2. Whether there is a manufacture or production of any article or thing 4. So far as the first question is concerned the answer is clearly given by the Madras High Court in the case of V.K. Ramachandran (supra). Even if it is presumed that the assessee is a professional, his activities are tinged with a commercial character. He has to operate the X-ray machine and develop the films. Although these may be professional activities, they are essentially of a commercial nature.
The professional qualifications which the assessee has do not in any way change the character of the commercial activity he is carrying on.
We have, therefore, to hold that the assessee is carrying on a commercial activity. As held by the AAC, it was not necessary that manufacture or production need be carried on only in a large factory complex.
5. It now remains for us to consider whether the assessee is manufacturing or producing articles or things. Any fabrication or concoction will necessarily come under "manufacture". Production is the act of producing or bringing out. What is brought out is a product. In this sense, the AAC is right in holding that when an X-ray film is exposed and processed the resulting photograph is a production of a new article or thing. In this connection we refer to the decision of the Kerala High Court in CIT v. Casino (P.) Ltd.  91 ITR 289. At page 297 the observations of the Calcutta High Court in North Bengal Stores Ltd. v. Board of Revenue [1938-50] I STC 157 are quoted. : ... every change is not manufacture, in spite of the fact that every change in an article may be the result of treatment, labour and manipulation. For purposes of manufacture something more is necessary and there must be a transformation ; a new and different article must emerge having a distinctive name, character or use.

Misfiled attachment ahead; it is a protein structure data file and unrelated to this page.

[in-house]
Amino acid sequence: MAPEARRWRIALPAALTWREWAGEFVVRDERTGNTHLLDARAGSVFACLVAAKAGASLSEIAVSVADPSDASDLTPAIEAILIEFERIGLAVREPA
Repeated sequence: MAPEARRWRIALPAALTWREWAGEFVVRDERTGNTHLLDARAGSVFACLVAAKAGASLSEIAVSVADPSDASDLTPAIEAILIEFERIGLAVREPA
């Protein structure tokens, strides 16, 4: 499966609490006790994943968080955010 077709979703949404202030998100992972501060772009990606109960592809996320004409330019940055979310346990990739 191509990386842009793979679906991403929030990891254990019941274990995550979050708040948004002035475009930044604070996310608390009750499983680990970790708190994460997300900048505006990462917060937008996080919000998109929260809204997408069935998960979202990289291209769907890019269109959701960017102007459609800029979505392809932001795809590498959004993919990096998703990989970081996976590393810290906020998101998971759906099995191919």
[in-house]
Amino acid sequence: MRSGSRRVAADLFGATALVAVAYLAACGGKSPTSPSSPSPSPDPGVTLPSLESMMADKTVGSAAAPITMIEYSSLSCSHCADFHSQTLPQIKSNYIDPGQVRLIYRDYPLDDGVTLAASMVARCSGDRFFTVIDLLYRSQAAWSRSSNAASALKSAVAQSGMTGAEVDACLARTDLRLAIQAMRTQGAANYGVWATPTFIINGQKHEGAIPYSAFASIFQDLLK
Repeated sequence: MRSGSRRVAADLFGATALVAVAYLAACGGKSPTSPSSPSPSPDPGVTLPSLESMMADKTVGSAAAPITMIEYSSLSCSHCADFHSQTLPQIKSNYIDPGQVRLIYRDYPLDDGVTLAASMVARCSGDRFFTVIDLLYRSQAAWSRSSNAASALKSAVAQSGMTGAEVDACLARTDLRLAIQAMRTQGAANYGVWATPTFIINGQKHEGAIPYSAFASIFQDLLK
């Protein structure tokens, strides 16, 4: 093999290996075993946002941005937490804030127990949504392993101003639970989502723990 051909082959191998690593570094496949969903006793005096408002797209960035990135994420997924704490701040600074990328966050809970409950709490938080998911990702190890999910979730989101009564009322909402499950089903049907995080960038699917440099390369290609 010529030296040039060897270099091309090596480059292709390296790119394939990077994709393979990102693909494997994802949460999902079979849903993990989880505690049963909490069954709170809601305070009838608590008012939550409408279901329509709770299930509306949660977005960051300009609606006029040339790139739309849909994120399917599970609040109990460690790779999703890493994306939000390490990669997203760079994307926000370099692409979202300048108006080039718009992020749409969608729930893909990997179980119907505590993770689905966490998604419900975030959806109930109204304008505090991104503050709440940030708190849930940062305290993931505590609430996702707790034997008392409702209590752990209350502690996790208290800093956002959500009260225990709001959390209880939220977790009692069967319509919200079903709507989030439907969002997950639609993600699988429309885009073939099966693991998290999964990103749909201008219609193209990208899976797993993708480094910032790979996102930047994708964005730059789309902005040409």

The difference between the ambit of the terms "manufacture" and "processing" was incidentally considered by the learned Judges and it was held thus : At some point processing and manufacturing will merge. But where the commodity retains a continuing substantial identity through the processing stage we cannot say that it has been 'manufactured' within the meaning of Article 203(6)(6).
Although the Court was concerned with the distinction between "manufacturing" and "processing", the observations are quite relevant regarding the interpretation to be placed on the word "production". We find that the raw film which has been exposed does not retain a continuing substantial identity. It is something quite different from the original. In that sense it would not be wrong to say that the assessee has manufactured an article or thing. In this view of the matter, we agree with the learned AAC and dismiss the appeal filed by the revenue.